You’ve got your own problems. Haven’t we all? You, no doubt, want to concentrate on finding your own solutions rather than getting bogged down with someone else’s concerns. And who could criticise you?
Well I will. Your function, whatever it is that you sell or produce, should go some way to solving the problems of those on your email marketing lists. Solutions sell. If a potential customer is in difficulties because they don’t know how to respond to, for instance, the limitations imposed by a strict budget, then if you can offer them something at a price they can afford. you’ve probably made a sale.
There’s only one problem with this answer to all your problems and that’s that you don’t know what your customer’s current challenges are. The solution is, of course, to discover what’s bugging them. There are three main ways of going about this: asking them directly, deducing from the data on your email marketing lists, or setting up a click through which will indicate where they feel their needs are.
Asking someone what their problems are does not give dependable results. They are likely to lie. To say you have been unable to cope with a particular challenge is to say, clearly and precisely, that you have in some way failed. People don’t like doing that. I bet you don’t either.
We have oodles of data on our subscribers that can, and normally does, define that person sufficiently to target them for an email marketing campaign. It not only gives personal data, such as age, but also shows their likes, dislikes, and preferences. It’s marketing gold of course. However, the recent changes in working and living conditions due to the lockdown and its fallout mean that our data is no longer as accurate as it was. We need to update it, and rapidly.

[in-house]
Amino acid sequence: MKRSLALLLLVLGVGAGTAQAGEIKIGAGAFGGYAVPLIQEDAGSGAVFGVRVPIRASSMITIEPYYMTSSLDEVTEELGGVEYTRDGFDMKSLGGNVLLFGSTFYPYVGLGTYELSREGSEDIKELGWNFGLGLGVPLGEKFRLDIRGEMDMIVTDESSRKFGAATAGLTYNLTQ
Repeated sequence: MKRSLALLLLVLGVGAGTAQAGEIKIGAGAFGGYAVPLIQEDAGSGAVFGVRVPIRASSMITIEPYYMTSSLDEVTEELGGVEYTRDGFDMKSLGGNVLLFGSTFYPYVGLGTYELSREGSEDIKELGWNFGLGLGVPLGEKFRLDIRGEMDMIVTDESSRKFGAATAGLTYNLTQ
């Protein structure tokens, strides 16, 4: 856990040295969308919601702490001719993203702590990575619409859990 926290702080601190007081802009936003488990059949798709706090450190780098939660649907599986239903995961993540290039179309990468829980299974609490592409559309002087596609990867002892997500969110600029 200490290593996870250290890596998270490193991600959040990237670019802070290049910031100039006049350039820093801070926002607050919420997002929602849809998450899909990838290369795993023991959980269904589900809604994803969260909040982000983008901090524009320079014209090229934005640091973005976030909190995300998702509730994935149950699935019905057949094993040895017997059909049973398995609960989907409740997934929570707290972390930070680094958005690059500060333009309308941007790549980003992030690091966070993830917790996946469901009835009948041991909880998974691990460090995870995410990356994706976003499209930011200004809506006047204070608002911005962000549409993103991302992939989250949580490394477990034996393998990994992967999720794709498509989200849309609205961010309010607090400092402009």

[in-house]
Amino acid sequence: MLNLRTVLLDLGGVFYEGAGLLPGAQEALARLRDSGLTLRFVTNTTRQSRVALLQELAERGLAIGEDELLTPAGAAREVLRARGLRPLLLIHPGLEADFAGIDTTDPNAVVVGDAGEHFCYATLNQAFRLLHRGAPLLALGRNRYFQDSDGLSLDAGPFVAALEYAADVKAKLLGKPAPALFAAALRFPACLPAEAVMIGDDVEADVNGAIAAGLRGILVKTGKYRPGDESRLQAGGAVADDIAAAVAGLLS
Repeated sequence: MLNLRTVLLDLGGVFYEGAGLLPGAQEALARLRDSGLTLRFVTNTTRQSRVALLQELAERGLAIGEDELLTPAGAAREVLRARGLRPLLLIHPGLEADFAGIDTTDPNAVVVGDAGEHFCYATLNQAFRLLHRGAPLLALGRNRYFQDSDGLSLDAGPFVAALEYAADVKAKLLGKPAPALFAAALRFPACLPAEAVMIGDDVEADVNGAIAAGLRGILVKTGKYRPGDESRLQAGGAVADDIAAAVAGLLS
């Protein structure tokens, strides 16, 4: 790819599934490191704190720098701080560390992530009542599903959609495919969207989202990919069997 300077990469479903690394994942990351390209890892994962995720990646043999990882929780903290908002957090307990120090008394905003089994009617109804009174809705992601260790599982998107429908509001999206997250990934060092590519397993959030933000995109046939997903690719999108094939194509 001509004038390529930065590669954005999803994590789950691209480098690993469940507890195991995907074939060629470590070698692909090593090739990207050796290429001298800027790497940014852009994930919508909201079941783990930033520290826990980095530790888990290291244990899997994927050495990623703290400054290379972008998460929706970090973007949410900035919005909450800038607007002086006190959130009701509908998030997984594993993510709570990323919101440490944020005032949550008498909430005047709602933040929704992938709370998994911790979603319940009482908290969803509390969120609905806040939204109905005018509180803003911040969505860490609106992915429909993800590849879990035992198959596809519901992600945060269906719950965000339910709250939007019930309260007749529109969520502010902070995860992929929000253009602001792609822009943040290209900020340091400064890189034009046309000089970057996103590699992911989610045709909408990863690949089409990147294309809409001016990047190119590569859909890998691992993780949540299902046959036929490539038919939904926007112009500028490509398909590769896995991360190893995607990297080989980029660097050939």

The most accurate way of discovering what’s bothering a particular person, or indeed group of people, is to have a simple click through on a marketing email or enewsletter. If someone chooses that landing page, they’re interested.
Most commentators will suggest that normally you concentrate an email marketing campaign solely on completions as anything that dilutes this target is likely to mean fewer sales. Come to think of it, I’ve said that. But the critical point is the word normally as it means that you can go outside those limitations if there is a need to. The changes brought on by the Coronavirus response, I’d suggest, comes within that criterion.
The two extremes in the ways to discover what problems they are experiencing is to be subtle or overt. I am all for overt. If you want to know whether, for instance, photocopying costs are something particular subscribers are struggling with then a brief article in an enewsletter, headed ‘Hidden Office Costs’, with a click through to ‘Ways to cut photo copying costs’ will give you clear and precise indicators as to what might be useful to offer in your next email marketing campaign. Try it, and do it now.